SEATTLE — For the first time since 2001, the Red Sox will have only one representative in the All-Star Game.
The fans voted David Ortiz in as the designated hitter for the American League on July 10 in Kansas City. No other Red Sox player was close in the voting.
The Sox also were shut out in voting done by the players and in the selections by Texas manager Ron Washington.
The Sox had at least three All-Stars for 10 consecutive years, with at least six from 2007-11. But this season they are one of 12 teams with just one player picked.
It is the eighth All-Star selection for the 36-year-old Ortiz, who is hitting .302 with 21 homers and 54 RBIs.
“Another year. I’m excited,” Ortiz said before driving in the winning run in a 2-1, 10-inning victory against Seattle Sunday. “Thanks to the fans and everybody for voting me in. Now I just have to get ready to put on a good show.”
Ortiz said it would be strange to be going alone. He is usually the leader of a large band.
“Hopefully it doesn’t turn out boring. I like to hang out with my boys,” Ortiz said. “You don’t see this ballclub having one player going. We’ve had a lot of injuries and a lot of stuff we’ve been dealing with. That’s the reason, because we have a lot of All-Star players.”
Teammate Dustin Pedroia said Ortiz was clearly the most deserving Red Sox.
“He’s the reason we’re still in it, basically,” Pedroia said. “David has meant everything to us this season.”
Ortiz received 4,986,979 votes, fifth most in the majors. That was more than 1.3 million more than the Rangers’ Michael Young.
Ortiz is the first player to win fan balloting at designated hitter on four occasions, passing Edgar Martinez of Seattle.
“I’m happy that we’ve had David,” Sox manager Bobby Valentine said. “David has played like an All-Star and he got selected to that team. It’s fitting. Maybe it’s fitting he’s the only All-Star because he played so consistently well the entire time.
“David has been consistently excellent. When he comes to the plate, everything stops and usually something good happens. He’s been running the bases well. When he played in the field, he played errorless baseball. For this first part of the season, there’s nothing more anyone could ask out of one player and hopefully he’ll stay healthy.”
Ortiz will not participate in the Home Run Derby after captaining the AL to victory last season.
“It’s fun,” he said. “But I’m going to be like the Godfather and just sit down and watch.”
Ortiz believes the Derby sapped him of some energy last season and led to a July slump. “I was out of gas,” he said. “I guess age was catching up to Papi. I need to save my energy for the second half.”
Other than Ortiz, the only Red Sox player with a decent case to be an All-Star was catcher Jarrod Saltalamacchia. He is hitting .254 with 15 homers and 37 RBIs.
He is third in OPS (.838) among AL catchers, first in home runs, and tied for third in RBIs.
“It’s tough, but it’s not the end of the world. Still got a lot of season left,” Saltalamacchia said. “The biggest honor for me, really, is the fact that my teammates are walking around telling me, ‘Hey you should have made it.’ That means more to me than anything because those guys see what I go through on a day-to-day basis and go to war with me every day.”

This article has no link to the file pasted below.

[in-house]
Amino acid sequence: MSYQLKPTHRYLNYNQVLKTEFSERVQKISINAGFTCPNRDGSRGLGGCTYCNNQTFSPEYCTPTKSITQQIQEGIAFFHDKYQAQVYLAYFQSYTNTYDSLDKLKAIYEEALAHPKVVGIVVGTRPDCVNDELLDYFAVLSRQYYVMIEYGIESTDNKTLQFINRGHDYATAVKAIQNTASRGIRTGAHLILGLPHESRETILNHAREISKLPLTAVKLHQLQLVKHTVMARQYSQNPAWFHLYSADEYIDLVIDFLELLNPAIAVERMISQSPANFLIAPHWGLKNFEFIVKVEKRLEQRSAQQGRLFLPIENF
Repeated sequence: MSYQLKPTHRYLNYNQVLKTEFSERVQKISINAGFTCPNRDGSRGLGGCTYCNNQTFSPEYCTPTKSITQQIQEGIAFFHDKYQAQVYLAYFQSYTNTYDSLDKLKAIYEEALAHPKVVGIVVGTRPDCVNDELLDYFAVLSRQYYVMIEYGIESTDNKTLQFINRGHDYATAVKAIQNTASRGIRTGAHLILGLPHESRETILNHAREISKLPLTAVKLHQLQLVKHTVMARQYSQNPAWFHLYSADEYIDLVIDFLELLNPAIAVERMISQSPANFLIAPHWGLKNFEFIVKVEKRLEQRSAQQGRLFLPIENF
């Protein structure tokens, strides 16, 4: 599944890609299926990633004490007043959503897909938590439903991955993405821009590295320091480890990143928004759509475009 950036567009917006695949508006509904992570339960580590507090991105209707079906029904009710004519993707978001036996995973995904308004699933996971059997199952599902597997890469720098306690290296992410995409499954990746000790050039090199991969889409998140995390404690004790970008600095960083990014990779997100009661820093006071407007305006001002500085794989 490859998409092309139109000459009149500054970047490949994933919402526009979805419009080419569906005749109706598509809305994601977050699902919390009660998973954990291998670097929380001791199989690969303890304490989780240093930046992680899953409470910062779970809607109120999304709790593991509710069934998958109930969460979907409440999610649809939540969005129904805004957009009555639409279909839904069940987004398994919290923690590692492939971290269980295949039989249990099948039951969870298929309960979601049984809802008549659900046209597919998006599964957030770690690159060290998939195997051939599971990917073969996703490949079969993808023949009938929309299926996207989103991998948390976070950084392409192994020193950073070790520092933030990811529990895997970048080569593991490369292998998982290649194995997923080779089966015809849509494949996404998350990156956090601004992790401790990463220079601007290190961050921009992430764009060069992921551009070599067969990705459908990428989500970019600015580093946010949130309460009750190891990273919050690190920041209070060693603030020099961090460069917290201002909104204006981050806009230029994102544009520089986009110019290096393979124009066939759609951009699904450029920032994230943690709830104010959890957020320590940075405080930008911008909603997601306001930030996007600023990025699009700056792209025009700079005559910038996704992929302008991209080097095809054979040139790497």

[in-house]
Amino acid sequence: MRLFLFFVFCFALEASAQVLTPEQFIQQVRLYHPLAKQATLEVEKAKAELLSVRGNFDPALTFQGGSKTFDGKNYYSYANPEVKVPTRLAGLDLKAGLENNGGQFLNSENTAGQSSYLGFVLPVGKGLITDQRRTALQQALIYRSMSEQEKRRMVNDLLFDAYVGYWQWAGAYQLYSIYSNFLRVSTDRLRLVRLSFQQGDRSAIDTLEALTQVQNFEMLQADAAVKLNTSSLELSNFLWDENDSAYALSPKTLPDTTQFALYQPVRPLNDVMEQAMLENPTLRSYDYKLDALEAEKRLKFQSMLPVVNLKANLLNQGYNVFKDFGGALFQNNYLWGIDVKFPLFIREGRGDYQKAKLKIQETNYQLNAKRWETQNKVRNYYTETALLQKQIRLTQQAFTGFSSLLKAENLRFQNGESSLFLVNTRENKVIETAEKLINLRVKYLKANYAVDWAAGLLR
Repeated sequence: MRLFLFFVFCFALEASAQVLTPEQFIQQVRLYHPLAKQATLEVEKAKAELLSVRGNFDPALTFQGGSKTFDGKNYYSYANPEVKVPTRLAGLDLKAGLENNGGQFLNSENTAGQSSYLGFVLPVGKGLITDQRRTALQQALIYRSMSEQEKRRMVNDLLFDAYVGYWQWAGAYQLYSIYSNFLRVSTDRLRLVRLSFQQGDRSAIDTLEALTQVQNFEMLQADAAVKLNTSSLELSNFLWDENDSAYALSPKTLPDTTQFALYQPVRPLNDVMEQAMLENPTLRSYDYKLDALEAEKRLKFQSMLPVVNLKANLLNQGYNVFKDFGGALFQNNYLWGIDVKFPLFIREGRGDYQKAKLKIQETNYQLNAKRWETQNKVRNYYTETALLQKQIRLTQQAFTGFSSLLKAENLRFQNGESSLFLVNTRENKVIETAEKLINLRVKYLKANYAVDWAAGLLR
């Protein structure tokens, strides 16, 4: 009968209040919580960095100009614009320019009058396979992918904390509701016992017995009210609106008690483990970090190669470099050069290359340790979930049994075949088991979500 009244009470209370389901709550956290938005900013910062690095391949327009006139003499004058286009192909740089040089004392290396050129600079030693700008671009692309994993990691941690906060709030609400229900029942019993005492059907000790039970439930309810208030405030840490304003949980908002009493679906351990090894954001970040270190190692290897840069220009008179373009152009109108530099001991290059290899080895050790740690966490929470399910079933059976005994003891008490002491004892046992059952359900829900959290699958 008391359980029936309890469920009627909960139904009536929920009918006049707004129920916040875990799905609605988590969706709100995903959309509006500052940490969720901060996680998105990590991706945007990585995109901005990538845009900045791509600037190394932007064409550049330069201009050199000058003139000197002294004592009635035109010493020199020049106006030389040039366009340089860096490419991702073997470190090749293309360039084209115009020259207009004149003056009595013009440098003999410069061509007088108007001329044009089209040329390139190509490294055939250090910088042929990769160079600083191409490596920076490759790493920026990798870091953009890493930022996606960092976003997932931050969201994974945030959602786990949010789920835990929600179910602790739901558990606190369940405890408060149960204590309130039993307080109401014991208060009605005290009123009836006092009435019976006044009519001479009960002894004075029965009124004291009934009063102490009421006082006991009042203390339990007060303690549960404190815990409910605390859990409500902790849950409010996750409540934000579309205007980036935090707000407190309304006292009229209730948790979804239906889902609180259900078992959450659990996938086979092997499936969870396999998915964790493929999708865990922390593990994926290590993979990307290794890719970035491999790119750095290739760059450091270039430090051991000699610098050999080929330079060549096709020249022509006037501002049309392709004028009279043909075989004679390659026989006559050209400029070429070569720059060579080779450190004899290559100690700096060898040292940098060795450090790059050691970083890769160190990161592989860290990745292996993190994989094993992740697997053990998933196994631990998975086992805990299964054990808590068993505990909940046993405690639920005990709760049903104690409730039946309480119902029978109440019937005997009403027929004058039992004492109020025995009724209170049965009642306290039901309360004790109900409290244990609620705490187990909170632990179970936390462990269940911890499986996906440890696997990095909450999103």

Saltalamacchia was a forgotten minor league player in the Texas organization when the Red Sox acquired him at the trade deadline in 2010.
“Where I was at three years ago and where I’m at now, it’s a complete turnaround. I’m happy. I’m proud of myself,” he said.
Said Valentine: “I hope he’s not disappointed. I hope he’s proud of the way he’s played and I hope he’s ready to build on it. He’s played like an All-Star. That you don’t get selected is just a numbers game. He’s taken a step this first half and I hope he continues to improve on that.”
Pedroia, a three-time All-Star, knew his chances were slim. He has had a poor offensive season and the AL is well stocked with good second basemen.
“I was off to the great start, hurt my thumb, and it’s been a battle ever since,” Pedroia said. “I know I’m an All-Star-caliber player. I just need to go out there and play well.”
Josh Beckett allowed two runs in six innings Saturday night. He wasn’t involved in the decision as the Sox lost, 3-2, in 11 innings.
“I felt fine,” said Beckett, who came off the disabled list to make the start. “I didn’t feel too rusty or anything. But they wanted to keep me around 80 pitches.”
Beckett had a cortisone shot in his sore right shoulder. He will get one more start before the All-Star break, likely against the Yankees Friday at Fenway Park.
“I think I’ll be fine,” Beckett said. “My shoulder felt good when I pitched. Physically, I was fine.”
Andrew Bailey, whose comeback from thumb surgery was slowed because of a tired arm, threw from 150 feet before the game without trouble. He is getting close to throwing in the bullpen again. However, Bailey headed back to the East Coast after learning his wife, Amanda, was about to deliver their first child earlier than expected . . . Carl Crawford is headed back to Boston for a scheduled exam on his left wrist and elbow after playing in five Gulf Coast League games. Jacoby Ellsbury is set to play center field for the GCL Red Sox Monday. He could join Double A Portland as soon as Tuesday, according to Valentine. Crawford also will be with the Sea Dogs this week . . . Scott Podsednik, on the DL with a groin strain, has played two games with Triple A Pawtucket and is scheduled for a third game on Monday . . . Adrian Gonzalez has a 12-game hit streak . . . Cody Ross was 2 for 4 and is 16 of 50 (.320) with nine extra-base hits and 12 RBIs in 13 games since coming off the DL . . . The Sox are 21-16 away from Fenway Park this season.
Peter Abraham can be reached at email@example.com. Follow him on Twitter @PeteAbe.